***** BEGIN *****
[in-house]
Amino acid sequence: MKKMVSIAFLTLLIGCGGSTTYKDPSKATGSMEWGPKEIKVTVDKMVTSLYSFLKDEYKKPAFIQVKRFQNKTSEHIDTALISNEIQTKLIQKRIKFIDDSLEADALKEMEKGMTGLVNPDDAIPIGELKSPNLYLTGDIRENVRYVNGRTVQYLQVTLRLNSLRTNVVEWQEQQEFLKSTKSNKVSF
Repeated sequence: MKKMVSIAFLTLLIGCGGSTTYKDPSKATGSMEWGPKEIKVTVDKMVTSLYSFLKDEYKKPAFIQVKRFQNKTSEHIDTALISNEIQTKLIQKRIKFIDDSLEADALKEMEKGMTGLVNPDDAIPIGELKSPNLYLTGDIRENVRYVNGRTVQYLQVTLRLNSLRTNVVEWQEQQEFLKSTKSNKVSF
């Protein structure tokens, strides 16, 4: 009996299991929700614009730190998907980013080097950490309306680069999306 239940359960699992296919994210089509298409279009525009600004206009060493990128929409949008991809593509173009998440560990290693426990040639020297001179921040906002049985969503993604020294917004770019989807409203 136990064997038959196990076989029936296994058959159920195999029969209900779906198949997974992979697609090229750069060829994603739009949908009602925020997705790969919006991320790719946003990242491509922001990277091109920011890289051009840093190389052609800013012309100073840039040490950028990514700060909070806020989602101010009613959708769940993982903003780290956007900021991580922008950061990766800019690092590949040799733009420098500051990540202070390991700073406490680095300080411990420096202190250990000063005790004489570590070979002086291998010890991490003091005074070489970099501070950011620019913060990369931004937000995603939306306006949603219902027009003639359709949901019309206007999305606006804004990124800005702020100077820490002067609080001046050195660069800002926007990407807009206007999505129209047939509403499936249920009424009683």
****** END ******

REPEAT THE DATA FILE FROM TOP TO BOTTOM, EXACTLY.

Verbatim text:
[in-house]
Amino acid sequence: MKKMVSIAFLTLLIGCGGSTTYKDPSKATGSMEWGPKEIKVTVDKMVTSLYSFLKDEYKKPAFIQVKRFQNKTSEHIDTALISNEIQTKLIQKRIKFIDDSLEADALKEMEKGMTGLVNPDDAIPIGELKSPNLYLTGDIRENVRYVNGRTVQYLQVTLRLNSLRTNVVEWQEQQEFLKSTKSNKVSF
Repeated sequence: MKKMVSIAFLTLLIGCGGSTTYKDPSKATGSMEWGPKEIKVTVDKMVTSLYSFLKDEYKKPAFIQVKRFQNKTSEHIDTALISNEIQTKLIQKRIKFIDDSLEADALKEMEKGMTGLVNPDDAIPIGELKSPNLYLTGDIRENVRYVNGRTVQYLQVTLRLNSLRTNVVEWQEQQEFLKSTKSNKVSF
């Protein structure tokens, strides 16, 4: 009996299991929700614009730190998907980013080097950490309306680069999306 239940359960699992296919994210089509298409279009525009600004206009060493990128929409949008991809593509173009998440560990290693426990040639020297001179921040906002049985969503993604020294917004770019989807409203 136990064997038959196990076989029936296994058959159920195999029969209900779906198949997974992979697609090229750069060829994603739009949908009602925020997705790969919006991320790719946003990242491509922001990277091109920011890289051009840093190389052609800013012309100073840039040490950028990514700060909070806020989602101010009613959708769940993982903003780290956007900021991580922008950061990766800019690092590949040799733009420098500051990540202070390991700073406490680095300080411990420096202190250990000063005790004489570590070979002086291998010890991490003091005074070489970099501070950011620019913060990369931004937000995603939306306006949603219902027009003639359709949901019309206007999305606006804004990124800005702020100077820490002067609080001046050195660069800002926007990407807009206007999505129209047939509403499936249920009424009683």